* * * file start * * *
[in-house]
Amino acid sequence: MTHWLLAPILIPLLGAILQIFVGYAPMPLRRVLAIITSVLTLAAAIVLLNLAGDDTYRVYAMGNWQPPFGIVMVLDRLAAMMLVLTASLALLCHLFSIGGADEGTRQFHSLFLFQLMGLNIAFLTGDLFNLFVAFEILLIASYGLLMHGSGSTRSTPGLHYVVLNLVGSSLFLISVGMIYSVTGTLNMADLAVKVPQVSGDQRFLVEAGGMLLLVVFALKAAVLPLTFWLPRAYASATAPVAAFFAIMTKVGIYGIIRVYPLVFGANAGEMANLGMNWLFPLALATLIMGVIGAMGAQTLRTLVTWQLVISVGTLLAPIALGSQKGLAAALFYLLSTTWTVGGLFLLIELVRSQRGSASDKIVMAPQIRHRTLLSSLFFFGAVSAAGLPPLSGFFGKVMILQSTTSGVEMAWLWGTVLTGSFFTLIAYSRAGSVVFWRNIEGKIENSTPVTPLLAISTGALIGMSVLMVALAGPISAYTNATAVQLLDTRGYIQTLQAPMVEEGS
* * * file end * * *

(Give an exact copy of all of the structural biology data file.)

[in-house]
Amino acid sequence: MTHWLLAPILIPLLGAILQIFVGYAPMPLRRVLAIITSVLTLAAAIVLLNLAGDDTYRVYAMGNWQPPFGIVMVLDRLAAMMLVLTASLALLCHLFSIGGADEGTRQFHSLFLFQLMGLNIAFLTGDLFNLFVAFEILLIASYGLLMHGSGSTRSTPGLHYVVLNLVGSSLFLISVGMIYSVTGTLNMADLAVKVPQVSGDQRFLVEAGGMLLLVVFALKAAVLPLTFWLPRAYASATAPVAAFFAIMTKVGIYGIIRVYPLVFGANAGEMANLGMNWLFPLALATLIMGVIGAMGAQTLRTLVTWQLVISVGTLLAPIALGSQKGLAAALFYLLSTTWTVGGLFLLIELVRSQRGSASDKIVMAPQIRHRTLLSSLFFFGAVSAAGLPPLSGFFGKVMILQSTTSGVEMAWLWGTVLTGSFFTLIAYSRAGSVVFWRNIEGKIENSTPVTPLLAISTGALIGMSVLMVALAGPISAYTNATAVQLLDTRGYIQTLQAPMVEEGS